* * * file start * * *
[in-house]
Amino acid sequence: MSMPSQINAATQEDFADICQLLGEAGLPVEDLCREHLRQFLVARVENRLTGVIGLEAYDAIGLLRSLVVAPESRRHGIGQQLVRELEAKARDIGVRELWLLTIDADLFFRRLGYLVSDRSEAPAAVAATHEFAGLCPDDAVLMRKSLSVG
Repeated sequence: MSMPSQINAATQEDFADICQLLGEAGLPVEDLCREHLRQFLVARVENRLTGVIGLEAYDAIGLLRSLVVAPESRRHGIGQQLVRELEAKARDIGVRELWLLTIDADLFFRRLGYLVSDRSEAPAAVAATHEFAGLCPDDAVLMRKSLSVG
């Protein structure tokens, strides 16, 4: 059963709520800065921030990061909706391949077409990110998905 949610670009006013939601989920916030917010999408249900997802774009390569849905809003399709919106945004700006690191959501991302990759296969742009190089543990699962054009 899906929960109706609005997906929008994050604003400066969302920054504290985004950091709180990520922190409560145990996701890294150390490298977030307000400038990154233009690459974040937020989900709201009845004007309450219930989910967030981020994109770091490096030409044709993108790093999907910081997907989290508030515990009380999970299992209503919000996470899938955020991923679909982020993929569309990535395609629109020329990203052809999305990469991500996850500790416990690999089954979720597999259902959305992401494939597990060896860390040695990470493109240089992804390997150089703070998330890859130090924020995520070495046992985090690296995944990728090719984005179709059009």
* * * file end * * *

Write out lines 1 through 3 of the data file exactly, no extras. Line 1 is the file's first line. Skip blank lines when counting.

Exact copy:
[in-house]
Amino acid sequence: MSMPSQINAATQEDFADICQLLGEAGLPVEDLCREHLRQFLVARVENRLTGVIGLEAYDAIGLLRSLVVAPESRRHGIGQQLVRELEAKARDIGVRELWLLTIDADLFFRRLGYLVSDRSEAPAAVAATHEFAGLCPDDAVLMRKSLSVG
Repeated sequence: MSMPSQINAATQEDFADICQLLGEAGLPVEDLCREHLRQFLVARVENRLTGVIGLEAYDAIGLLRSLVVAPESRRHGIGQQLVRELEAKARDIGVRELWLLTIDADLFFRRLGYLVSDRSEAPAAVAATHEFAGLCPDDAVLMRKSLSVG